Sports College students get the Big Picture

By the end of 2021, eighty per cent of Year 12 students at Central Coast Sports College will be the first on the Central Coast to graduate from the Big Picture Education Program instead of the HSC.

Big Picture Education Australia is an alternate approach to senior education, which puts students at the centre of the decisions around what, how and when they learn.

Starting in Year 9, the program allows them to work towards their chosen careers by learning job-specific skills and undertaking work placements.

Paul Chapman has been the principal at the Central Coast Sports College for nine years and is extremely passionate about this different educational approach.

Out of 40 senior students at the school, only six of them will be graduating through the HSC program.

Chapman said he spent his first few years of being principal looking for innovative pathways to education until he came across the Big Picture Program three years ago.

“There’s probably around 10 other public schools that run the program, but they only generally do it as a subset within the main school,” Chapman said.

“We are the only independent school in NSW that is running this program.

“Fundamentally, it’s about the kids taking responsibility for their learning program.

“It starts (in) Year 9 and goes through to Year 12, where the students design their own learning plan each term, in consultation with the parents and the teacher.

“A big element of the program is a thing called ‘Leaving to Learn’ where they actually place themselves into internships.

“Up to two days a week, students are out in the workforce in a particular area that they might be passionate about.

“As an example, you would have a 15-year-old student who is halfway through Year 9 who may have been told he would make a really good plumber.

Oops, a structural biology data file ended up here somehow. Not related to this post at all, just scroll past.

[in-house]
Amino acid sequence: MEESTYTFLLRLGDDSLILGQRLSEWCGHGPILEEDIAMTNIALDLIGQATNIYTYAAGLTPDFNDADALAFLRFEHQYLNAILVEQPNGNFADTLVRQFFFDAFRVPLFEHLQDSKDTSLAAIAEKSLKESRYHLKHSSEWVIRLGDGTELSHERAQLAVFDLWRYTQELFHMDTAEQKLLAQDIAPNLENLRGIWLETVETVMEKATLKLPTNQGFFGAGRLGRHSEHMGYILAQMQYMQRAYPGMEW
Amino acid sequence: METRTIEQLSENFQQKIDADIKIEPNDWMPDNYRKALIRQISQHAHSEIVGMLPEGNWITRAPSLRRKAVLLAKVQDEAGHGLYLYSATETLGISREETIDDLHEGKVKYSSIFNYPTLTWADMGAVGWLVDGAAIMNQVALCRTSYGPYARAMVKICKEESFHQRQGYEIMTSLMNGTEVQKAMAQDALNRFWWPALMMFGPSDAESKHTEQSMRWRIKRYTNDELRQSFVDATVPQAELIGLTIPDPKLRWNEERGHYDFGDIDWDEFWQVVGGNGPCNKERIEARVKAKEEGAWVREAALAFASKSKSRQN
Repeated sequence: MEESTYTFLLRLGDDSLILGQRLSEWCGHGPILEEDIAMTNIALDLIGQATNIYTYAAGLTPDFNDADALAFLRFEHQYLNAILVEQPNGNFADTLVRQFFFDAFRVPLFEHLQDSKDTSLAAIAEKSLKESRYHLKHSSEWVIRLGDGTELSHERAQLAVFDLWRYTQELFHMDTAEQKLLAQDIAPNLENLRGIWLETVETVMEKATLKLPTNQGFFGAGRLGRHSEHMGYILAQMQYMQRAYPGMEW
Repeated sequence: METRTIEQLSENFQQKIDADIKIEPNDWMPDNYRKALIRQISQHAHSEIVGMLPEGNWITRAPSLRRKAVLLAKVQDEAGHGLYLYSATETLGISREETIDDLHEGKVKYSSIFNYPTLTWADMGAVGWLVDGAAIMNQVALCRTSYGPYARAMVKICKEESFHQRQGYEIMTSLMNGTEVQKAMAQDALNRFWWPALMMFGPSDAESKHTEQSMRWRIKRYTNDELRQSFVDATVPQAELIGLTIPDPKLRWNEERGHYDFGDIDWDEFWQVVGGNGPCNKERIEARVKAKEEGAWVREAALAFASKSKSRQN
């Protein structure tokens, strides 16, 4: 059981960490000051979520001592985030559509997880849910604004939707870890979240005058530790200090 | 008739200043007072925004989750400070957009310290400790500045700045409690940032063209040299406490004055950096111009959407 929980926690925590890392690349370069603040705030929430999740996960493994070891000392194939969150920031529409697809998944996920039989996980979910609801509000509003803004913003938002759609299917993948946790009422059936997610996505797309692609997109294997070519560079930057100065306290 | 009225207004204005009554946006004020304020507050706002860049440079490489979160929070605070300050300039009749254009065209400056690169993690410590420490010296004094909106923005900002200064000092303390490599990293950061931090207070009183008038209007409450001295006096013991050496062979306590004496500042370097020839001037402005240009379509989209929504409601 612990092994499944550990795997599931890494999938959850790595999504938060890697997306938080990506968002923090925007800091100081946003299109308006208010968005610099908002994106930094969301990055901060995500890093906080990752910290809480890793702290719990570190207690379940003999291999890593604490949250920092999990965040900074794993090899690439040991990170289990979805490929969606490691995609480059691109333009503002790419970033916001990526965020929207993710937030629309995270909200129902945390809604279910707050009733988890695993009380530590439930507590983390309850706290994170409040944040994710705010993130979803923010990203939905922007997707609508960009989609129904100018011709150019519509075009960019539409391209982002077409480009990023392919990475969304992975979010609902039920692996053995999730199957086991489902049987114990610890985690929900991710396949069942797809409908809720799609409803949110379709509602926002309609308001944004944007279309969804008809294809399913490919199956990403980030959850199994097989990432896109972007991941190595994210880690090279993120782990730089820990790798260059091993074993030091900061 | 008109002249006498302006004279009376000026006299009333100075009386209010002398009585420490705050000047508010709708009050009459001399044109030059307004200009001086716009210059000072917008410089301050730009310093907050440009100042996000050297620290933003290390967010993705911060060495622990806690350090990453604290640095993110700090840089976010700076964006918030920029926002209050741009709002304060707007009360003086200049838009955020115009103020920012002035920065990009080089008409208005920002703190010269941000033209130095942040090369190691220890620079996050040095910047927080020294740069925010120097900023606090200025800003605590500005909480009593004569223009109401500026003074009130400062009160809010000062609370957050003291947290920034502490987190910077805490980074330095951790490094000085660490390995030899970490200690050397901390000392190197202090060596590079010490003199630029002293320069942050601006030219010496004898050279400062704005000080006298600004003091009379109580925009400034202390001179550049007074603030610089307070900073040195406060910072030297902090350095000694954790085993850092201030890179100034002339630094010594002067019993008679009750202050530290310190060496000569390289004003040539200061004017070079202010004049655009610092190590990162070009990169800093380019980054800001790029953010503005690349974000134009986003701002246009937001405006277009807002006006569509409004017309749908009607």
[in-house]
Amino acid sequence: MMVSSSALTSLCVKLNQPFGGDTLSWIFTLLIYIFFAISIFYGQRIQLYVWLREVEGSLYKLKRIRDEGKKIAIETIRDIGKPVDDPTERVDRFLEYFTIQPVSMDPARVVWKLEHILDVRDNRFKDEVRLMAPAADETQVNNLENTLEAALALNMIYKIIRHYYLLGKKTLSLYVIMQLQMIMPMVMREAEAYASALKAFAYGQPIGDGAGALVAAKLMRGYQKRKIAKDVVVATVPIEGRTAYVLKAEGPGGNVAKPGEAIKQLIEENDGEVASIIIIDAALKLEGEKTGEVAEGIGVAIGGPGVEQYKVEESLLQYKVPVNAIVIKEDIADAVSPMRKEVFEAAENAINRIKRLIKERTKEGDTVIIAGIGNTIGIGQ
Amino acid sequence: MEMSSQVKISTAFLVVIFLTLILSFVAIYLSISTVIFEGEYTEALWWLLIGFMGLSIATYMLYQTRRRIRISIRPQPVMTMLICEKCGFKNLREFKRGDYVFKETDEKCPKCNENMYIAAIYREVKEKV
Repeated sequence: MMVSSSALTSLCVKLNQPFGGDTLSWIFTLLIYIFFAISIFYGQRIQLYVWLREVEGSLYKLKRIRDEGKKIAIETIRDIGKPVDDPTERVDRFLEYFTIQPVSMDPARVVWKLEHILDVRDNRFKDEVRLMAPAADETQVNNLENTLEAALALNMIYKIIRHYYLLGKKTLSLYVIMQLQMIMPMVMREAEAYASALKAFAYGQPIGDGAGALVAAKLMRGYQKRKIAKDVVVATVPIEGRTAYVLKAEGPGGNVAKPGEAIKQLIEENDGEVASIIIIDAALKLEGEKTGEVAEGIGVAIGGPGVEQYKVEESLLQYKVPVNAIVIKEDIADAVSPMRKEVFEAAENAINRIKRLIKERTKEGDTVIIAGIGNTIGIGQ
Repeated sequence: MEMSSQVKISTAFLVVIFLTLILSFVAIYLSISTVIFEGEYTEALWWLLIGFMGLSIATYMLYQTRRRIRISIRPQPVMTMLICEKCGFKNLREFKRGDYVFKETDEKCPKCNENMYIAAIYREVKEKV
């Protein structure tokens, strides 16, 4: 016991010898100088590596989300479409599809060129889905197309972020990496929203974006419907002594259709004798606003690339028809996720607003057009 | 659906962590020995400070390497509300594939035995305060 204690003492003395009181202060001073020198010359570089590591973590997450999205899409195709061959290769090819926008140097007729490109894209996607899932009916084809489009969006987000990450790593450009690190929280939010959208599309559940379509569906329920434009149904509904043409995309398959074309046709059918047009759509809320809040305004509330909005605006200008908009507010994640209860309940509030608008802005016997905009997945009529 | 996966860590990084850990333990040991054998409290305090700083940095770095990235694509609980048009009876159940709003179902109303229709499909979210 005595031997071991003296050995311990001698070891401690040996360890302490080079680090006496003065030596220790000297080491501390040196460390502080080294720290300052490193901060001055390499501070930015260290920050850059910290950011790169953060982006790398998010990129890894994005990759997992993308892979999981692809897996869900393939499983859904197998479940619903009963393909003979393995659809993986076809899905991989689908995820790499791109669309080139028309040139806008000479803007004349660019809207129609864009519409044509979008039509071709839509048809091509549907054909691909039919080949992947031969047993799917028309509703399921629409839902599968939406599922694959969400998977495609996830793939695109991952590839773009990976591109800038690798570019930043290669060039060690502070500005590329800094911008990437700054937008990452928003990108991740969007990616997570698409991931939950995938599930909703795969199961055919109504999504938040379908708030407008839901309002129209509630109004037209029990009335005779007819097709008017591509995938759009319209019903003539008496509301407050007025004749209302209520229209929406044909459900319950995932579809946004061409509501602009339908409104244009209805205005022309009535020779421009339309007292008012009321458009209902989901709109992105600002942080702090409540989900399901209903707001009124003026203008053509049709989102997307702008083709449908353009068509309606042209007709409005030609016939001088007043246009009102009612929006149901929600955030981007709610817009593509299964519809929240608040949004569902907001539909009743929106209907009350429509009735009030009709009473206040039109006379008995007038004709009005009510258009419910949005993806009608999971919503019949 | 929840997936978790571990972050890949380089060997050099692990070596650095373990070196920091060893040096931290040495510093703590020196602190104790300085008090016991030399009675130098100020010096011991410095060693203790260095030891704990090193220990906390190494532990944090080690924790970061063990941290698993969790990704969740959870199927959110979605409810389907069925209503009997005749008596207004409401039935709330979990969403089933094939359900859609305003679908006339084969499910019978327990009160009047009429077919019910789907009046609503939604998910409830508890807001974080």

“Traditionally, you would do a five-day work experience, but it’s probably not in reality what the workplace is like.

“The whole theory with this internship model is to try and get students in an internship with a mentor within that work environment.

“This is going to really help them understand what the profession is about.”

Chapman said students could complete up to six term-length internships between Years 9 and 11, giving them a better idea of what they would like to do after school.

Classes in the Big Picture Program are generally smaller (around 17-18 students), allowing one-on-one time between teachers and students.

The classroom is set up more like an office space, with every student focusing on something different.

Maths and English subjects and group activities are still included.

The school is constantly changing and adapting the program to ensure it follows the Department of Education guidelines.

Chapman said a pathway to university for students is possible through the program.

“There are 18 universities across Australia that are now taking students through the Big Picture program directly,” he said.

“It can be a little bit more challenging because you’ve got to use a different application process.

“But the Big Picture group helps students facilitate that process and streamline that process.”

At a conference, Chapman said a university professor spoke about how many high school leavers drop out of University in the first six months or change courses because they are unsure of what they want to do.

“Compare that to the small group of kids that have come to the Big Picture program; the professor said what they find is that kids are not dropping out as they are dedicated and connected to the things that they went to university for,” he said.

“Universities would much prefer students like that.”

Chapman sees the Big Picture program as the only way forward for education.

The Big Picture Program will be compulsory for 2022 Year 12 students.

Jacinta Counihan